For starts, Perfact has created nine collaterals for each and every student in a school. This includes: personalised report cards, almanacs, timetables, certificates, entry name tags, birthday, special day posters. Most of this is possible due to data capture. Plus four photographers who are armed with D90s and D7000s, along with four digital photo studios. After the data and image is grabbed, there is cross-utilisation of data through the XMPie software which Perfact invested in 2007 along with their fleet of digital kit.

Besides promoting print application like tear-free, water-proof paper (refer to picture of certificate in glass of water), Perfact’s mission is "to provide the knowledge and tools needed to create zero error documentation." It’s a winning formula. A  remarkable fact is that India is among the most privatised country in the education world. What Perfact is attempting is, to promote personalised applications in schools, colleges and universities.

Perfact launched its school project with modest numbers. As Arya says, "We targetted 1.5 lakh students this year. Even if there is a spend of Rs 500-600 per student, it’s a substantial revenue." The initiative, unsurprisingly, has evoked tremendous response. Arya states: "Most middle class parents who admit their children for private education in these private schools do not mind investing in these ‘goodies’."

A waterproof certificate immersed in a glass of water

Why undervalue what we create?
Asking a printer for his thoughts on the future of print seems a bit like asking a chef for his views on the future of food. Unsurprisingly, Arya takes an eloquent view. He steps back and evaluates the old-fashioned marketing methods of print. That is why, he is very passionate about the online web ordering systems which he has created. He finds the advent of print portals and near infinite data-storage capacity to be "as new and potentially paradigm-shifting as the first Gutenberg bible".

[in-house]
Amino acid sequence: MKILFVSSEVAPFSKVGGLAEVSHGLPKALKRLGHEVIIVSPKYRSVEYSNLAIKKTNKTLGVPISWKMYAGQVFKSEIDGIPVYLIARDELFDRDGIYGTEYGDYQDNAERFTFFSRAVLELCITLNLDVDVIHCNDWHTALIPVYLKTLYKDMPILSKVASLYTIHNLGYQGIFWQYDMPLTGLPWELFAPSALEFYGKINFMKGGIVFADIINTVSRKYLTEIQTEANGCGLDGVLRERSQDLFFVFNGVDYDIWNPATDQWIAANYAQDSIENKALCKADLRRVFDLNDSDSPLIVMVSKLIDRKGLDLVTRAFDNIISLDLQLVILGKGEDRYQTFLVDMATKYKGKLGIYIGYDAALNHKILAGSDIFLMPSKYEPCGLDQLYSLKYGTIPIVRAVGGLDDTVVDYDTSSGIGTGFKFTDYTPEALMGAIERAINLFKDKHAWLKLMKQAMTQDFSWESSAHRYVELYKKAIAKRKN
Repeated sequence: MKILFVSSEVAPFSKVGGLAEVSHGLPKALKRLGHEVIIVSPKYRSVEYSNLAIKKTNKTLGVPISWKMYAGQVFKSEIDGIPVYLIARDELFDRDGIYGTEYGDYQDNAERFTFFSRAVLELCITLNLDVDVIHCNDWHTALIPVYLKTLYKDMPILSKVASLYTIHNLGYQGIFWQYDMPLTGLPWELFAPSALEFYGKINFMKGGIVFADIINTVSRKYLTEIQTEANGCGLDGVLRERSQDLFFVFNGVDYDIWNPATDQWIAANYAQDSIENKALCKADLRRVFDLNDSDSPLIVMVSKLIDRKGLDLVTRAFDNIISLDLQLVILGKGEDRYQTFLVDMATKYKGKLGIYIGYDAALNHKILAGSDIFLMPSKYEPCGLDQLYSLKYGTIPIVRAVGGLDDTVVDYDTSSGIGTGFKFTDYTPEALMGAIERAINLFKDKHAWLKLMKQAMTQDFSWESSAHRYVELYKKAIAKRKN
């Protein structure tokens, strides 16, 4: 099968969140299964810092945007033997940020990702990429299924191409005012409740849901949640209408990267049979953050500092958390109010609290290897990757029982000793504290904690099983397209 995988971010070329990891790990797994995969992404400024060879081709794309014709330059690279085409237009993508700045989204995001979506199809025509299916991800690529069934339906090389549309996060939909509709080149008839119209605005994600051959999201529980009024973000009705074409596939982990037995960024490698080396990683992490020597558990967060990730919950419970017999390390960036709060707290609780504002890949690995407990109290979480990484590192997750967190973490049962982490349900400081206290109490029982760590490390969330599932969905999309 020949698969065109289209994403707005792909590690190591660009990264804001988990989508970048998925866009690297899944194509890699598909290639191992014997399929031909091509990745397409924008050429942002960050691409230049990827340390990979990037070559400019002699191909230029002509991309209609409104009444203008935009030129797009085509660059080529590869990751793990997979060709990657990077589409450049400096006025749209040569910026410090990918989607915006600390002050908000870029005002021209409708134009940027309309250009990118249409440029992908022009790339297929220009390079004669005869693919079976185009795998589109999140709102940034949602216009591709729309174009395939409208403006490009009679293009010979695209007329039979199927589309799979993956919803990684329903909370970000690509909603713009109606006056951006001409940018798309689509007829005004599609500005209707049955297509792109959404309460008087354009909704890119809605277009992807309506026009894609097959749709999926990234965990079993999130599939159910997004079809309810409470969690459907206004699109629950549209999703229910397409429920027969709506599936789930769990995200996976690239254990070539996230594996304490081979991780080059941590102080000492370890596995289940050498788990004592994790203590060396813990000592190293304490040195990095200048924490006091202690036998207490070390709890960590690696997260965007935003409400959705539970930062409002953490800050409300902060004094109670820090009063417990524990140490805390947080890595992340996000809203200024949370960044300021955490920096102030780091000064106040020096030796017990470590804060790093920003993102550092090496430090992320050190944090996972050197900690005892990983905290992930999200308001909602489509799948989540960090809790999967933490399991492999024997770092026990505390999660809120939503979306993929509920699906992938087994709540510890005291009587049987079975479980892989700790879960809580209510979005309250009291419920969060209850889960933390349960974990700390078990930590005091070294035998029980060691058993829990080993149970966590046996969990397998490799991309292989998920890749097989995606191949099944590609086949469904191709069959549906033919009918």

Arya explains: "Web ordering for my corporate customers  – like a bank with its 18,000 employees or a pizza brand with 500 outlets across the country – ensures lower prices and instant-download appeal."

This means a user (eg, a pizza outlet in Bengaluru) can log into the dedicated  website-cum-printing portal. They can ask for print applications (posters, menu cards, visiting cards), and personalise it. The portal provides online job tracking and the print quotations. This allows the pizza firm’s dealers and channel partners to contact Perfact, directly.  They pay, Perfact prints, and the job is couriered to destination.

When asked where does this leave a printer, he says: "The profit margins for digital applications are huge." Arya adds, this is the way to go, and that only the most flexible print firms will survive the transition. He says: "I’m in a digital domain. The key to all this is, I control data. This gives me a big advantage."

There is no clear consensus to cull from the thousands of print applications, which Perfact produces in its three-storey building. Still, it is an opportunity to see how (and what) the company is creating. Even as we exit, Poonam Dikshit, the vice president is planning English classes for the security guards, since they will handle incoming calls. One thing is quite clear: Perfact is ready for the future.


Founded 1993
Specialty Variable data applications for banking and insurance sector, POD collaterals for food chains through web portals online ordering, school and university collaterals with variable data and multi layer security embedded. Also photo verticals for personalised coffee table wedding books and specialised applications for manufacturing and health care industry
Location Gurgaon – with a sister company in Delhi
Annual turnover Rs 38-crore
Equipment IGens, DC 7000, DP 180s, Nuveras, HP 5500. Plus softwares from XMPie, GMC and FreeFlow. And post-press kit from Morgana, Kern, Welbound and Rhonituff

Perfact Color Digital Prints is one of the top 500 print firms in India. This rating is from THE 500 list which is published by PrintWeek India and powered by
Xerox India.